Westworld: Pilot (2016) – Review

When Walt Disney placed The Hall of Presidents and the Pirates of Caribbean in his parks he changed the way people saw amusement park attractions. Sure rollercoaster and Ferris wheels will always entertain crowds but as the years go by people want more from their entertainment, they want to be amazed and thrilled by new things, and as science and technology marches on the possibility of getting an actual park, like the one created by Michael Crichton in his movie Westworld, becomes a closer possibilities. And a dangerous one.

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In my review of the 1973 Westworld I went into detail on the viability and functionality of such a park, even discounting murderous robots it seemed rather dangerous, so I went into this HBO update with a piqued interest to see how show creators Jonathan Nolan and Lisa Joy Nolan would tackle the problems of creating a park that would give guests a completely immersive experience. The artificial people for this updated version more resemble the replicants of Blade Runner than they do the robots of Crichton’s original, and seem to be constructed by a 3D printer mixed with a milk bath, but the real kicker here is that these “robots” don’t know they are artificial. We are first introduced to Dolores Abernathy (Evan Rachel Wood), a Western girl being interrogated by Bernard Lowe (Jeffrey Wright) in what resembles a Voight-Kampff test from the aforementioned Blade Runner. It seems pretty critical to the functionality of the park that the “Hosts” (robots) are not aware that their world is not real.

westworld_trailer_still“Let me tell you about my mother.”

Of course it turns out that something isn’t quite right, and that added code in the latest update is causing some of the Hosts to glitch. This new code was slipped into the update by the park’s creative director Dr. Robert Ford (Anthony Hopkins) in his ongoing attempt to make the Hosts more realistic and indistinguishable from a human. Certainly can’t see why that should cause a problem. Theresa Cullen (Sidse Babett Knudsen), Westworld’s operations leader, wants all updated Hosts brought into have a full diagnostic check-up, but Lee Sizemore (Simon Quarterman), Westworld’s narrative director argues against this because it will disrupt dozens of scripted storylines and effect they guest’s overpriced adventures.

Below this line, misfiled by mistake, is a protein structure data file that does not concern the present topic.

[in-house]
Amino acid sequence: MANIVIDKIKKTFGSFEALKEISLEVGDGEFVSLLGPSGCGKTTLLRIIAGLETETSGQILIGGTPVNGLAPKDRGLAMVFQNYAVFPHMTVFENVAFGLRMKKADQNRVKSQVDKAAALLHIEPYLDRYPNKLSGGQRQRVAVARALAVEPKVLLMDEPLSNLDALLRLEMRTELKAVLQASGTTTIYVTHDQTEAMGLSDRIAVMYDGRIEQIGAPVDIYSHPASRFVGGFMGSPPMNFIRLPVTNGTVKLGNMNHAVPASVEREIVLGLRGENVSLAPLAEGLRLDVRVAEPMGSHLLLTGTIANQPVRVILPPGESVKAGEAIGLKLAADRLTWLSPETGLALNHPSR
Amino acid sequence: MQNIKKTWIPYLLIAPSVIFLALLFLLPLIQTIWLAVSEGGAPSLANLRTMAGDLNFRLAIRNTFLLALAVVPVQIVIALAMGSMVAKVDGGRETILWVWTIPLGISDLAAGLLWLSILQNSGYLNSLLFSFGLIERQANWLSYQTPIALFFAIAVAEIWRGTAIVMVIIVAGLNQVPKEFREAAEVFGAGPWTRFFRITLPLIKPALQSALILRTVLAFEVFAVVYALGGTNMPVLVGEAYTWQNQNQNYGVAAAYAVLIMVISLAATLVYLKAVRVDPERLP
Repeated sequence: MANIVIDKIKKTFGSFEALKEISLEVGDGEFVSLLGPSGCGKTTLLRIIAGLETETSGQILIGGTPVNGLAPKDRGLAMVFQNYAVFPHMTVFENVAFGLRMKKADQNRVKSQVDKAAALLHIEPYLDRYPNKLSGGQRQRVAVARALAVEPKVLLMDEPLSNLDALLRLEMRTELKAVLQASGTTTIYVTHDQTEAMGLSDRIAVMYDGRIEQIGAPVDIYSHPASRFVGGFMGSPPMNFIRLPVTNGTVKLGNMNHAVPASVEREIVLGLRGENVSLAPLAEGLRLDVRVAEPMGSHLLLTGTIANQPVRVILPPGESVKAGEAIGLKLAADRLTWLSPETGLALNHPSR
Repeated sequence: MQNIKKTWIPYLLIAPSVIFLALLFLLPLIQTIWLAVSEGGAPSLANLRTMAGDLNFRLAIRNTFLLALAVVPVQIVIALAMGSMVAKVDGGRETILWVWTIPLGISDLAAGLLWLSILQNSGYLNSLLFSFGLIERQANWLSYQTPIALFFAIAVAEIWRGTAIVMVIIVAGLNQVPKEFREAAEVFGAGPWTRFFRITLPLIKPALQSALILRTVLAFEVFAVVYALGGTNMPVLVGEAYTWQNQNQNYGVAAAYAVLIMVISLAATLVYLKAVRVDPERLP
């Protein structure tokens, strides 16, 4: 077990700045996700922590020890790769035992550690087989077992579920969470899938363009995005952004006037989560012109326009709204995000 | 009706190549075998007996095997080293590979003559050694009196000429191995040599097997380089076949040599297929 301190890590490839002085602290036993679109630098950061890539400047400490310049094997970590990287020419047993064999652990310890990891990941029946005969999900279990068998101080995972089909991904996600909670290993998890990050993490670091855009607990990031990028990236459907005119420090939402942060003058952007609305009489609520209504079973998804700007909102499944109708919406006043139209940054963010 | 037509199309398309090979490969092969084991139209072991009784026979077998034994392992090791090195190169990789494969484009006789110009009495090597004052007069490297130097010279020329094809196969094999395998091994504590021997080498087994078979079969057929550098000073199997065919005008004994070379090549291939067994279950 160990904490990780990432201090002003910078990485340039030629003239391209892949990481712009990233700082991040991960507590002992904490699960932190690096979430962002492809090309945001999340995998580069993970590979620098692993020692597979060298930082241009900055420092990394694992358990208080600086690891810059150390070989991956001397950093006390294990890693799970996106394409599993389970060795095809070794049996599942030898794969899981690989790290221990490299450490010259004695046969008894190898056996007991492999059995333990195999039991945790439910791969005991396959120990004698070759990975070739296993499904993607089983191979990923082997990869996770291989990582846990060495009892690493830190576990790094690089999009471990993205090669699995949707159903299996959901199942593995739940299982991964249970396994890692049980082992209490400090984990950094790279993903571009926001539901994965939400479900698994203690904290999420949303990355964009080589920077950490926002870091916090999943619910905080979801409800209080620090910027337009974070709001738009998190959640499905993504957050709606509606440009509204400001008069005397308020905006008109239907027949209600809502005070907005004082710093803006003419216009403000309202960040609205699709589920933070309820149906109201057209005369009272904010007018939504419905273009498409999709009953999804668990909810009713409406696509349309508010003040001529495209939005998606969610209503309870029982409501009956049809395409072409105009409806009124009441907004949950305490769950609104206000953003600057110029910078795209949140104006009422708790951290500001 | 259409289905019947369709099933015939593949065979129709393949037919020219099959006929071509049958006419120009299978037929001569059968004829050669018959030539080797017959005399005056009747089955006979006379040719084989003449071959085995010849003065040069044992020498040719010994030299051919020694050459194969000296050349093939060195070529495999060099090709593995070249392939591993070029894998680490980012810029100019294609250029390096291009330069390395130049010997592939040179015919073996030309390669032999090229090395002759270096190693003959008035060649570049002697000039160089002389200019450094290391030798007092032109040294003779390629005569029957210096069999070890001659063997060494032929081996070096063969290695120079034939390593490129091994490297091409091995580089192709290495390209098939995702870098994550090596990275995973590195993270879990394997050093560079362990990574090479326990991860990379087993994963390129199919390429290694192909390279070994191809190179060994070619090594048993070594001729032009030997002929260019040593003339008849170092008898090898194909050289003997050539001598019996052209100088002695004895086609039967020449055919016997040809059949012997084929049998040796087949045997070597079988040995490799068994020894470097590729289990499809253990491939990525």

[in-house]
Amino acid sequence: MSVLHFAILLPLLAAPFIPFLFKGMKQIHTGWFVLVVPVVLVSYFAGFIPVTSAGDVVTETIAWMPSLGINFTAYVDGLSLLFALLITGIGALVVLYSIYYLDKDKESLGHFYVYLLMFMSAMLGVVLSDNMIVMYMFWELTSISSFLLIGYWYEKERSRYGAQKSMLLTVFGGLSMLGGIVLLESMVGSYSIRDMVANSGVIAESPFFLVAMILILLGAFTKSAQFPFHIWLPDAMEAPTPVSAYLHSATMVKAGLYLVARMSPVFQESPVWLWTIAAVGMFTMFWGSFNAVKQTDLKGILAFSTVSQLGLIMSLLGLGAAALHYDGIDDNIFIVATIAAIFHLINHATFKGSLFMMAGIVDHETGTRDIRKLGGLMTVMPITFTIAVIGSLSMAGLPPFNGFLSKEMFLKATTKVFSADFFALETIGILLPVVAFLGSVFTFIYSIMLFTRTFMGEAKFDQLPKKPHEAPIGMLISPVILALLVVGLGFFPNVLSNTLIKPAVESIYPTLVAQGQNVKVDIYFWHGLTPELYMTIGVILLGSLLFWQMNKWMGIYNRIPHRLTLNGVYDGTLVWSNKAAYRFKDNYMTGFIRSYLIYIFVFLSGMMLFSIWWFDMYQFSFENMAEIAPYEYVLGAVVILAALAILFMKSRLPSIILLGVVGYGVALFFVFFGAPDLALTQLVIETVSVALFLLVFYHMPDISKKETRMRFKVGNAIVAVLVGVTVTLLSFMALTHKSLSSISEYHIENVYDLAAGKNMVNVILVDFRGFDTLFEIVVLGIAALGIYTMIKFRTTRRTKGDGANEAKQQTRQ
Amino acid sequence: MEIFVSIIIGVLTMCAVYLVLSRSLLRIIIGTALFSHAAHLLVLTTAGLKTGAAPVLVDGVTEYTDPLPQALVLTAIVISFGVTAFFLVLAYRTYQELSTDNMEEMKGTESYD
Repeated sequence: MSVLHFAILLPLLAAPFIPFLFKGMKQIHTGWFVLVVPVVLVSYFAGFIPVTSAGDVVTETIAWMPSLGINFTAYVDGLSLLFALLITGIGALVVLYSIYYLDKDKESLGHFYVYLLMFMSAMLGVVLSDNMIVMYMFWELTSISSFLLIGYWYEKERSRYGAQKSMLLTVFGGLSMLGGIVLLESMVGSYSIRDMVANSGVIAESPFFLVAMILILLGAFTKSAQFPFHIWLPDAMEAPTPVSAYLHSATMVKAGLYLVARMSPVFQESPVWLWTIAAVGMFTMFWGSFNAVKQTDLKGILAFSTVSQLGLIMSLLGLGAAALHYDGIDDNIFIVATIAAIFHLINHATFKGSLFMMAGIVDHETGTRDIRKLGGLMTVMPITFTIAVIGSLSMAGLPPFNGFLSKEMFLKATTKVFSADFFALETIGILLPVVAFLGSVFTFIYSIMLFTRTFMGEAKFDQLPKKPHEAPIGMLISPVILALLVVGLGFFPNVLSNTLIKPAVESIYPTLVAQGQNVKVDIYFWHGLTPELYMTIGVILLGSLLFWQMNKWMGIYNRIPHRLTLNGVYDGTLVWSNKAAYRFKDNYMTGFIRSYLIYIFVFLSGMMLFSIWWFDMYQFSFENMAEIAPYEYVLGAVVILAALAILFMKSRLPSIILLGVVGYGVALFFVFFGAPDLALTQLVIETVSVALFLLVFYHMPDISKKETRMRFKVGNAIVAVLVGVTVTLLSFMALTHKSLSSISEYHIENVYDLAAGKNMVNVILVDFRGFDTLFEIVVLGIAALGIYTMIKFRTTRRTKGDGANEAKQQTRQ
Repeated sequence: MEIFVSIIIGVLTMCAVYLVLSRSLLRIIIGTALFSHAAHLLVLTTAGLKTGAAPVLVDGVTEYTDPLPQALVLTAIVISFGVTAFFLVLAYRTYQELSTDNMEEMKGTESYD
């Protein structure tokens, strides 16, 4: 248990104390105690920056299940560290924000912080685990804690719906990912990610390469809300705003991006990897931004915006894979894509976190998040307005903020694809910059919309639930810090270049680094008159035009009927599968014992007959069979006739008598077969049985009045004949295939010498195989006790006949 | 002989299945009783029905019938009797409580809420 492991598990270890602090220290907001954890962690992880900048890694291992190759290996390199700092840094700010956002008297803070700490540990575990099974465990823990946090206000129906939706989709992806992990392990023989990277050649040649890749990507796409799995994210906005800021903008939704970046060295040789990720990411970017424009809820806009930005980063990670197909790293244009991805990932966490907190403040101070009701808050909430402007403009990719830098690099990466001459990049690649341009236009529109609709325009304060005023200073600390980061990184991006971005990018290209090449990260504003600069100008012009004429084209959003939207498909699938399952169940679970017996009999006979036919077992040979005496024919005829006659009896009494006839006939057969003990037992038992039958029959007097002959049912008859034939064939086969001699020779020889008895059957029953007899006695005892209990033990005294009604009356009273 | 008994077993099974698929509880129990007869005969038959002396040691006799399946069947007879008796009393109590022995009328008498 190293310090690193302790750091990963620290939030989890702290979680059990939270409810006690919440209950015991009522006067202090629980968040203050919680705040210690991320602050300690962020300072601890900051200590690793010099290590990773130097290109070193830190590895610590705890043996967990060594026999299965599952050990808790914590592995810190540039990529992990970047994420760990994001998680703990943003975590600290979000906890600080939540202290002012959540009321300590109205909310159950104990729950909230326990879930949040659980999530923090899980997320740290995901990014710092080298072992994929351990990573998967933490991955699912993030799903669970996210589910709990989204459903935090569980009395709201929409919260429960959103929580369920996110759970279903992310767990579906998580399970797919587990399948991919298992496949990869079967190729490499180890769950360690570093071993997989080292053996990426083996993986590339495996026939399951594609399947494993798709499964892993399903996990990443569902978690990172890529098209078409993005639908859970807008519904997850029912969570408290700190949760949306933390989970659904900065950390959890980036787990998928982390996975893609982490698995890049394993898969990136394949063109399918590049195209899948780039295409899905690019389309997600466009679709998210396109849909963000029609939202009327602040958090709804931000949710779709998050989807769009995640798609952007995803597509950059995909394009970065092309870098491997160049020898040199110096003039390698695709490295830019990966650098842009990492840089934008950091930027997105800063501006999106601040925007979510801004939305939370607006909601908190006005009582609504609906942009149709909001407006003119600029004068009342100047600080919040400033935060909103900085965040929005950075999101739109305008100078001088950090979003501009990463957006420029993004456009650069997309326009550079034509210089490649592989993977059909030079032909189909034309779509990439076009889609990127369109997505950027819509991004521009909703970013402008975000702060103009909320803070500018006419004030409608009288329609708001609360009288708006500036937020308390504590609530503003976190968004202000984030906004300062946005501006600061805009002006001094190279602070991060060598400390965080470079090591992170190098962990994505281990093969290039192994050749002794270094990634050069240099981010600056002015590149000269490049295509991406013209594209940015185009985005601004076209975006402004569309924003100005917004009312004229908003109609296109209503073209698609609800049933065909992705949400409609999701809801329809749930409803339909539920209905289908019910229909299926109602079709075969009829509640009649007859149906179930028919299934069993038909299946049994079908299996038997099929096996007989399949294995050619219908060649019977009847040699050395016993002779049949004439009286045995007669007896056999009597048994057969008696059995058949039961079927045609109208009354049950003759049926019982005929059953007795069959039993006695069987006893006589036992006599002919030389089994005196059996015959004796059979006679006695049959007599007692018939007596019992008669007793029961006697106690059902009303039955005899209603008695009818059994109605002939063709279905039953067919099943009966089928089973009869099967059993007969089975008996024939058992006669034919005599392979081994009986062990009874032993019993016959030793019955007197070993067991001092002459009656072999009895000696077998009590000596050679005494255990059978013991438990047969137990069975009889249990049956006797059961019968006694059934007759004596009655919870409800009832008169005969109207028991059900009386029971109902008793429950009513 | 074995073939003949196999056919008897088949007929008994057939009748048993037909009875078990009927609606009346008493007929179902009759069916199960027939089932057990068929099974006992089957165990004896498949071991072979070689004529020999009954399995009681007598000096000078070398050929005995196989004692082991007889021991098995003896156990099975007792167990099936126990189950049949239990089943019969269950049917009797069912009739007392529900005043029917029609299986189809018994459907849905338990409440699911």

westworld-trailer-01Then things start to get worse.

Robots breaking down and refusing to fall down after being shot isn’t even the weirdest thing going on in the park, that would be The Gunslinger played by Ed Harris. In the original film The Gunslinger was the primary villain, the robot that mercilessly hunted down Richard Benjamin, but in an interesting twist Ed Harris’s Gunslinger is actually a guest, one who has some very sadistic fantasies involving murder and rape. He also seems to be on a journey of his own, which some times involves scalping Hosts, to figure out Westworld and its secrets. How this will all tie into the park’s programming failure is clearly one of the more interesting aspects of the show.

screen-shot-2016-09-19-at-9-21-12-amThe Man in Black.

Being this is just the pilot we still have much to learn when it comes to how the park functions, but the things we do find out are as follows:

• Like the original guns do not work on guests.
• One side of the river is for more family friendly activities.
• The park is over 30 years old and is overdue for an incident.
• Management may have ulterior motives when it comes to the park.
• They have a SWAT time on standby in case of robot uprising.
• James Marsden gets shot a lot.
• Thandie Newton is a badass madame.
• Ed Harris gets scarier with age.
• If a corpse is warm enough no one will judge you for it.

anthonyhopkinswestworld“We spared no expense.”

Exploring the dangers of artificial intelligence, which I’m assuming will eventually lead to the Hosts becoming self-aware and no longer cool with being shot and raped, is great fodder for a television show, and being this is an HBO series it will all be nicely combined with a heaping helping of sex and violence. So this new Westworld shows a lot of promise, with a bunch of great people behind and in front of the camera it should be at least very interesting, and at $8 million dollars a pop each episode is probably going to look fantastic.  I for one am excited to see where this show goes.

Mike Brooks

Mike Brooks

Film grad who spends most his time trying to catch up on his "To Watch" pile of movies.